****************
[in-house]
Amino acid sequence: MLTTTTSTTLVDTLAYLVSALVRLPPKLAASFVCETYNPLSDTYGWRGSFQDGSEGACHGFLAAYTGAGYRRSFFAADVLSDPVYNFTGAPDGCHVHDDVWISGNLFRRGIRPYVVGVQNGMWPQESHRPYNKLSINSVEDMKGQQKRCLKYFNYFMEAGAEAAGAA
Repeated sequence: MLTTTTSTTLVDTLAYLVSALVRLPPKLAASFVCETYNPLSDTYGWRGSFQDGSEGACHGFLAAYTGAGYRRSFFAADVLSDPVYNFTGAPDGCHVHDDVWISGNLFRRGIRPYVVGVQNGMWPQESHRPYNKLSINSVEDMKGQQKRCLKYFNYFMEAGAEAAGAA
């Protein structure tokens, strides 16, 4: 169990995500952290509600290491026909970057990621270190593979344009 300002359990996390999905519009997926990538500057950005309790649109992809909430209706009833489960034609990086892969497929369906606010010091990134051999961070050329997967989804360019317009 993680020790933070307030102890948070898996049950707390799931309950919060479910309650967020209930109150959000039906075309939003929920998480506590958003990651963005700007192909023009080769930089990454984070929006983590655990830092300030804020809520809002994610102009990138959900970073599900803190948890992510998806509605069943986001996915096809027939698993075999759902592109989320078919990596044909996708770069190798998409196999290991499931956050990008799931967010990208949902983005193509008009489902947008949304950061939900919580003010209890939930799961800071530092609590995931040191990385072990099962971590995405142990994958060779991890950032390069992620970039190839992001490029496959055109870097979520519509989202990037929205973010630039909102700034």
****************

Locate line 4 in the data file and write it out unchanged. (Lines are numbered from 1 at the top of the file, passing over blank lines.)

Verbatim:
């Protein structure tokens, strides 16, 4: 169990995500952290509600290491026909970057990621270190593979344009 300002359990996390999905519009997926990538500057950005309790649109992809909430209706009833489960034609990086892969497929369906606010010091990134051999961070050329997967989804360019317009 993680020790933070307030102890948070898996049950707390799931309950919060479910309650967020209930109150959000039906075309939003929920998480506590958003990651963005700007192909023009080769930089990454984070929006983590655990830092300030804020809520809002994610102009990138959900970073599900803190948890992510998806509605069943986001996915096809027939698993075999759902592109989320078919990596044909996708770069190798998409196999290991499931956050990008799931967010990208949902983005193509008009489902947008949304950061939900919580003010209890939930799961800071530092609590995931040191990385072990099962971590995405142990994958060779991890950032390069992620970039190839992001490029496959055109870097979520519509989202990037929205973010630039909102700034």